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This article was published on January 6, 2010

LinkedIn pushes to dominate mainland Europe

LinkedIn pushes to dominate mainland Europe
Martin Bryant
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Martin Bryant

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Martin Bryant is founder of Big Revolution, where he helps tech companies refine their proposition and positioning, and develops high-qualit Martin Bryant is founder of Big Revolution, where he helps tech companies refine their proposition and positioning, and develops high-quality, compelling content for them. He previously served in several roles at TNW, including Editor-in-Chief. He left the company in April 2016 for pastures new.

linkedinLinkedIn is pushing to increase its market share in mainland Europe with the opening of an office in the Netherlands.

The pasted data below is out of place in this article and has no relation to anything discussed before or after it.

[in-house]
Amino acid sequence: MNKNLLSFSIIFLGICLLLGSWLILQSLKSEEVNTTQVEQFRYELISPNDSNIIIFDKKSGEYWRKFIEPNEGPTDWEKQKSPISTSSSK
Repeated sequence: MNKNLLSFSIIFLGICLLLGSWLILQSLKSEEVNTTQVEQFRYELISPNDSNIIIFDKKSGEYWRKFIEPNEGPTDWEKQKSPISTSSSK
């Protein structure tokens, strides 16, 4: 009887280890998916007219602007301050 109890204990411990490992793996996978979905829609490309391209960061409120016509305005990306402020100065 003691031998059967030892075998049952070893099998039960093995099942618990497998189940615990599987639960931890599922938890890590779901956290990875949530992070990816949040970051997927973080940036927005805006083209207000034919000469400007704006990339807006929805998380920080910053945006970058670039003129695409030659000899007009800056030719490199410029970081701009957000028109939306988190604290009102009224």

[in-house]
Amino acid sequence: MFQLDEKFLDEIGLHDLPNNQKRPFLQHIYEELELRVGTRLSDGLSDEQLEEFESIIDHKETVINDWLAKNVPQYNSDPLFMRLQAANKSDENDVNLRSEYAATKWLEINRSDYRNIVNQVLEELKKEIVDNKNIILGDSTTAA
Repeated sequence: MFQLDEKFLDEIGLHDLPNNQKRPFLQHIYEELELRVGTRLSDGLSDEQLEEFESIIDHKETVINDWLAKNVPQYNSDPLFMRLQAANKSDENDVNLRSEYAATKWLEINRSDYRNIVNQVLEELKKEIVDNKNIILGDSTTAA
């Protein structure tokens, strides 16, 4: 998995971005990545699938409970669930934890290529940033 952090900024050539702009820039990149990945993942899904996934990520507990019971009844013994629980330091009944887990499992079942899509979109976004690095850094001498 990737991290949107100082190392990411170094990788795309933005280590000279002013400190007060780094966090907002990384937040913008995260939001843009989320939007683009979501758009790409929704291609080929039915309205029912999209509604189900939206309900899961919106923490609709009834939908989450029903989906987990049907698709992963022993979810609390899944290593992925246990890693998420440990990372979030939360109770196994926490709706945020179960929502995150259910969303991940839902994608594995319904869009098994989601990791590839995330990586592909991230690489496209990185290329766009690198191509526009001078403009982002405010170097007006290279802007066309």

The Amsterdam base is a second European HQ for the professional-focused social network, following on from a London office which opened in 2008.

With a reported 55 million professionals using LinkedIn, the company’s Country Manager there, Eugenie van Wiechen, claims in a blog post that the member base in the Netherlands is “one of the most active and highly engaged groups with the highest number of LinkedIn members per capita outside of the U.S”.

The Amsterdam team’s initial focus is to establish local partnerships and “ramp up our general operations” whatever that may mean.

While LinkedIn has established itself as the default social network for contact-building, job hunting and CV-pimping in much of the English-speaking world, it still has a way to go to become dominant everywhere. As TechCrunch Europe notes, “The company is doing well in Europe, although it has proved tough for them to convince members of established European players such as Xing (particularly in Germany) and Viadeo (particularly in France) to make the switch.”